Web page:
It’s one of the most strongly recommended pieces of advice when it comes to early retirement strategies: You need to pay off your mortgage as soon as possible and become debt-free.
While the benefits of no longer paying for your house are obvious, this advice can be somewhat conflicting.
If I want to retire, shouldn’t I be focusing on saving instead of paying down my mortgage?
Since I’m not made of money, where should I prioritize my finances?
The trick behind the magic of paying off your mortgage early is in knowing how it can affect your overall retirement goals, and how many years it can knock off your timeline. In this post, we’ll talk about how this strategy can be useful and just how much sooner you may be able to retire because of it.
The Relationship Between Your Expenses and Savings
Within any successful retirement plan, your goal should always be to find an alternative way (other than working full time) to replace your living expenses. Generally, this is accomplished by saving up a large sum of money (i.e. your nest egg) and living off a small fraction of it. Most experts recommend that you withdraw approximately 4 percent of your savings each year to cover your expenses during retirement. Therefore, the following relationship exists: Your nest egg should be approximately 25x your anticipated retirement expenses. Another way you could think of this conversion is to say that for every $1,000 of income you’ll need, it will require you to have saved up $25,000 in your nest egg.
Less Expense Means a Lower Nest Egg
Keeping this 25x rule of thumb in mind and working backwards, it stands to reason that one way you could lower your retirement savings goal would be to find a way to cut back on your expenses. There are many possible things and activities you could cut out. But for most people, to cut expenses significantly they should eliminate their mortgage. To illustrate this point, let’s see how much money you could potentially save by no longer having to make a monthly house payment.
For starters, we’ll say you have a mortgage of $1,300 per month. By paying it off early, you could wipe $12,000 of annual expenses from your budget. Using our 25x rule, this works out to $300,000 less you will need to save up in your nest egg! Now let’s put this all together from a broader perspective. In the U.S., the median income is roughly $60,000 (Guzman, 2018). This means that if we assume you’ll need 80% of your current income to cover your anticipated retirement expenses ($48,000), then your target nest egg amount would be approximately $1.2 million.
However, by paying off your mortgage early with the numbers were used above, this would decrease your nest egg target by over 30% to $810,000. Depending on how much money you are saving per year and what type of investments you have, that could potentially knock years off of your retirement goal timeline.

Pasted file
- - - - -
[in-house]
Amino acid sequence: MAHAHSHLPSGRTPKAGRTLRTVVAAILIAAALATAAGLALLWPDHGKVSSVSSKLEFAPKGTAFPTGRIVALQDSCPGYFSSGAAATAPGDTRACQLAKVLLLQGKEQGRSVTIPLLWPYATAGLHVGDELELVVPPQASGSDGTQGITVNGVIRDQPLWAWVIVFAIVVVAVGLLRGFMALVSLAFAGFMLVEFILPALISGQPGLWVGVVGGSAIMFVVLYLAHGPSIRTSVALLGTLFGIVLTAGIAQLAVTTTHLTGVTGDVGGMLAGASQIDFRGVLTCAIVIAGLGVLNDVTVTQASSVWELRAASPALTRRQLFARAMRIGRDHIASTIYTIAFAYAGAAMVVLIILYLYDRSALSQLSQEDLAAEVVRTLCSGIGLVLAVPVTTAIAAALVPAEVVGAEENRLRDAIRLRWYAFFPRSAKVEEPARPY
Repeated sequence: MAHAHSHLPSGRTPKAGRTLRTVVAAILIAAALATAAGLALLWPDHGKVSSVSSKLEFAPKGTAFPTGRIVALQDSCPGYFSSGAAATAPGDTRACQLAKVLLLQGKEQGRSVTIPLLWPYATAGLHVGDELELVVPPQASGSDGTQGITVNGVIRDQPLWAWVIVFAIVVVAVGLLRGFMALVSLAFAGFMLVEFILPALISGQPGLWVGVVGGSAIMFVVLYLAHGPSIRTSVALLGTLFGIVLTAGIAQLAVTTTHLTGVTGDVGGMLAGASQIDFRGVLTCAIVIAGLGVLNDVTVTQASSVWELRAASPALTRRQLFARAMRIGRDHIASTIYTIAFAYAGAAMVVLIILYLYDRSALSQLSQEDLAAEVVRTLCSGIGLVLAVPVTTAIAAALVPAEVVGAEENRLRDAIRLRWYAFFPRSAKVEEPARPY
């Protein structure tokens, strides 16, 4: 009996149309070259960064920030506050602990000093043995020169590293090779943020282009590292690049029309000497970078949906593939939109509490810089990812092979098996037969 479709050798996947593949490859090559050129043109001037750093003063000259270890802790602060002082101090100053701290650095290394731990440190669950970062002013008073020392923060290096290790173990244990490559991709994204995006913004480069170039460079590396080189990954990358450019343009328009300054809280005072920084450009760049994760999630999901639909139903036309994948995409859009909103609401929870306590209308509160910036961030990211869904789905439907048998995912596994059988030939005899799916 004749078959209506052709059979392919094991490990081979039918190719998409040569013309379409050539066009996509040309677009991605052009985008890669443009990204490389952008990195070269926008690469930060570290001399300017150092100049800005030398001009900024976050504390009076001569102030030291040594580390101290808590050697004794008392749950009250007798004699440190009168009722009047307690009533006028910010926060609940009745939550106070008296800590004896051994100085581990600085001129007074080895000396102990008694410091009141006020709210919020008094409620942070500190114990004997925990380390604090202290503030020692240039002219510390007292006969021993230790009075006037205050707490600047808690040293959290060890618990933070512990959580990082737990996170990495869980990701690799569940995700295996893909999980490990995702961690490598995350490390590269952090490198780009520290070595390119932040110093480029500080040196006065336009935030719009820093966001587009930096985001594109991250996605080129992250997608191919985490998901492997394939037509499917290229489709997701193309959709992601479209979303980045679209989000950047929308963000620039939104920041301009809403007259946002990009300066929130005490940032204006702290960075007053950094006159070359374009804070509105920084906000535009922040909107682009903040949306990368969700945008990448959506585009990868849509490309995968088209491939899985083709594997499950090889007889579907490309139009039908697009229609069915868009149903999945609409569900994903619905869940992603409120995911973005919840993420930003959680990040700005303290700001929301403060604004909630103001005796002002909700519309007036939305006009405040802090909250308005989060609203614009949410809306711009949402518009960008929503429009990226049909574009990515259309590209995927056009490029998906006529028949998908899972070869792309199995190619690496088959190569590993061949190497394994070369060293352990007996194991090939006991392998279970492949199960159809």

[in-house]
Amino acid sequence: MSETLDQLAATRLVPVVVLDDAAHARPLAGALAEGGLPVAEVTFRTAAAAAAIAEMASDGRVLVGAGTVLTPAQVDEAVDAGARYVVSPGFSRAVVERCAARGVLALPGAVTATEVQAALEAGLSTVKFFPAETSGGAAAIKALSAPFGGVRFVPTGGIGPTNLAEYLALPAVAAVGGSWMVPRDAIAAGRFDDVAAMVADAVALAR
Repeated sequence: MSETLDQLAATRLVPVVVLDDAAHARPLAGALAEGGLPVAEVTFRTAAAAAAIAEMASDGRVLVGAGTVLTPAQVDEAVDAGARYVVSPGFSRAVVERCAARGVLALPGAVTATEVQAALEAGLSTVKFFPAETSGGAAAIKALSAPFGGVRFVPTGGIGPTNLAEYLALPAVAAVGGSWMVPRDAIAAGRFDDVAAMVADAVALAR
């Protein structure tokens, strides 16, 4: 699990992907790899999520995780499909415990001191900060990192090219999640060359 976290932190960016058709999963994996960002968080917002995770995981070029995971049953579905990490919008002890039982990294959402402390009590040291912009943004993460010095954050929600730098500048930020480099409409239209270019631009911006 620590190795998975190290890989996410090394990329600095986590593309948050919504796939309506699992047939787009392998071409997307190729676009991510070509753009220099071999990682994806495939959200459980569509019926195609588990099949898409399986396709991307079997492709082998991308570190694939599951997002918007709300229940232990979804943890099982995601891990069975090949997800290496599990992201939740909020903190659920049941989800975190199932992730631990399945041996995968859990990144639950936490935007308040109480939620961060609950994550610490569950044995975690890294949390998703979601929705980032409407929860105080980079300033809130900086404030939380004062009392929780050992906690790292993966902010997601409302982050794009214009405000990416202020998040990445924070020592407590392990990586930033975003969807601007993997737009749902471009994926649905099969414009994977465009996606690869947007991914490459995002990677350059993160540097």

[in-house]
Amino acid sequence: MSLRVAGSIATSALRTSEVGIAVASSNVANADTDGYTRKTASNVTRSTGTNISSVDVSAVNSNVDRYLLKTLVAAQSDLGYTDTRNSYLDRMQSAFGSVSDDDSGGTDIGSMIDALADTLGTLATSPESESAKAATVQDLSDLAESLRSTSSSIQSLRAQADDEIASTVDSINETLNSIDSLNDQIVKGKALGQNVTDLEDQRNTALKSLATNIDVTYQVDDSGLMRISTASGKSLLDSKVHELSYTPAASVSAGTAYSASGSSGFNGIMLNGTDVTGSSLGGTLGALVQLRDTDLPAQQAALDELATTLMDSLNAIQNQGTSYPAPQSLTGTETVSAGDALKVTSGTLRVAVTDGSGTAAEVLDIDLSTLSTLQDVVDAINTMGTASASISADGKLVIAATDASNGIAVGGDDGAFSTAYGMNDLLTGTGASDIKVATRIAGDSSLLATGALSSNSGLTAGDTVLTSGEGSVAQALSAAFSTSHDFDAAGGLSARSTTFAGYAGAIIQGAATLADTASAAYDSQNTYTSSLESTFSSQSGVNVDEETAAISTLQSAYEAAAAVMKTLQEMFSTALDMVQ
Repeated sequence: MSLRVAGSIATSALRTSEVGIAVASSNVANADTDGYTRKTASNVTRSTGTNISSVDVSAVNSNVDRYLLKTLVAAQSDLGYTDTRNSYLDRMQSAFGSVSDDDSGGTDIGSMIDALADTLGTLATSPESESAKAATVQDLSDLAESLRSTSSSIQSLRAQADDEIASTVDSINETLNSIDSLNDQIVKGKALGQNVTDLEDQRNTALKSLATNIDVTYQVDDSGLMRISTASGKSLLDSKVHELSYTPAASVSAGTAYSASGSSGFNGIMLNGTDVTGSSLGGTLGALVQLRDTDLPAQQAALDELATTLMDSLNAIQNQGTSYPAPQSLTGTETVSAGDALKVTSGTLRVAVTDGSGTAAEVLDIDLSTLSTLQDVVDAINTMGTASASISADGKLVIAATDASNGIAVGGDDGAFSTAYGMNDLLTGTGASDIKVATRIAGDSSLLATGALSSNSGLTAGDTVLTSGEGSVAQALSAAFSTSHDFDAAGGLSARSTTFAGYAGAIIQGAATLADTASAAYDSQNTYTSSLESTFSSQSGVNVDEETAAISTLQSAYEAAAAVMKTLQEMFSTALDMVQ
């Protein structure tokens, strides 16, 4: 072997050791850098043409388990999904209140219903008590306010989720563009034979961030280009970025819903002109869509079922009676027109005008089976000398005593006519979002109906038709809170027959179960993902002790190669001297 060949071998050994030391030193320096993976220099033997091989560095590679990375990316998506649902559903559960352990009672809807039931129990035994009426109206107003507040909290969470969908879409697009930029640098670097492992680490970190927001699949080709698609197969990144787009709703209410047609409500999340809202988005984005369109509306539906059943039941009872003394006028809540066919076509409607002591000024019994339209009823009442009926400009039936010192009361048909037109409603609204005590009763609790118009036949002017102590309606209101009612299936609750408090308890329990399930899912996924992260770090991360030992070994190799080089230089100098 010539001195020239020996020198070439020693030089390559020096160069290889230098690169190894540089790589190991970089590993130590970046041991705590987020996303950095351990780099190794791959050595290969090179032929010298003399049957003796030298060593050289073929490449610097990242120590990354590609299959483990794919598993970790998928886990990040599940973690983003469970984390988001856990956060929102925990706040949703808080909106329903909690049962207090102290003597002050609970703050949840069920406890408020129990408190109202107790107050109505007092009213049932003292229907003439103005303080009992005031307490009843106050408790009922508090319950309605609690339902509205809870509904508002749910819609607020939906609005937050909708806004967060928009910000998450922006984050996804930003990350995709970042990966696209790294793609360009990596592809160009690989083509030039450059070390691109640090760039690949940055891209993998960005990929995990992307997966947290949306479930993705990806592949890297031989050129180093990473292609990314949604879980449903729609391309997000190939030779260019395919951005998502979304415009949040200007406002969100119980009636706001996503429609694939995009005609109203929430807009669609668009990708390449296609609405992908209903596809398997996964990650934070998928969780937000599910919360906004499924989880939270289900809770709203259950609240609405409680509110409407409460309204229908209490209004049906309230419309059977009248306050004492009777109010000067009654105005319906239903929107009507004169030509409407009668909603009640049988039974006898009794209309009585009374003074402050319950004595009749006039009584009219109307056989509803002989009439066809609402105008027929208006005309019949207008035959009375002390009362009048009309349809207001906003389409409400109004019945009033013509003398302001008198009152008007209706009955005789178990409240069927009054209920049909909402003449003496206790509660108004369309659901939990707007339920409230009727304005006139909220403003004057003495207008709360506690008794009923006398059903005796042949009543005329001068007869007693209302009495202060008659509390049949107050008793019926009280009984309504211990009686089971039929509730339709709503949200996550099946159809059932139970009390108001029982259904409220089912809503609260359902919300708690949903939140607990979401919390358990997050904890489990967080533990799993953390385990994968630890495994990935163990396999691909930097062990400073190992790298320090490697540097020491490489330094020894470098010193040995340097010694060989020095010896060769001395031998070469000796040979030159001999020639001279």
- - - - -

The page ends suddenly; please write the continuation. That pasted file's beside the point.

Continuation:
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How Can I Payoff My Mortgage Earlier?
While paying off your mortgage early may seem like a huge task, don’t be overwhelmed. This task can really be accomplished in smaller chunks than you think. The key is to add small, regular payments to the principal portion of your mortgage payments. We’re not talking very much. A few bucks here and there.
Using a popular online mortgage calculator, we can see that amounts as low as $100 per month extra towards the principal will shave 4 years and 2 months off of a $275,000 mortgage with a 4.0% fixed APR and 27 years remaining on a 30-year mortgage. $250 extra per month will knock out 6 years and 9 months, and so on. Saving an extra $100 is something that can be accomplished by exerting some discipline and making smarter purchases. Strategies, like not going out to eat so much, staying away from the mall, and challenging your bills, can all be easy, effective. There are literally hundreds of things you could try.
Your goal should be to strike a balance between paying off your mortgage early while still saving as much as possible in your tax-deferred accounts. That way, by the time you are finally ready to pull the plug on working, you’ll have the double benefit of no longer having to make payments on your home while sitting on top of a substantially-sized nest egg.
Author bio: This article comes from Mr. WM at My Wealth Manifesto, a money blog dedicated to taking a deeper look into all things personal finance. Join us as we find new ways to pay down debt, save more cash, and build our way to financial independence.
Guzman, G. (2018). Household Income 2017 – American Community Survey Briefs. Retrieved from https://www.census.gov/content/dam/Census/library/publications/2018/acs/acsbr17-01.pdf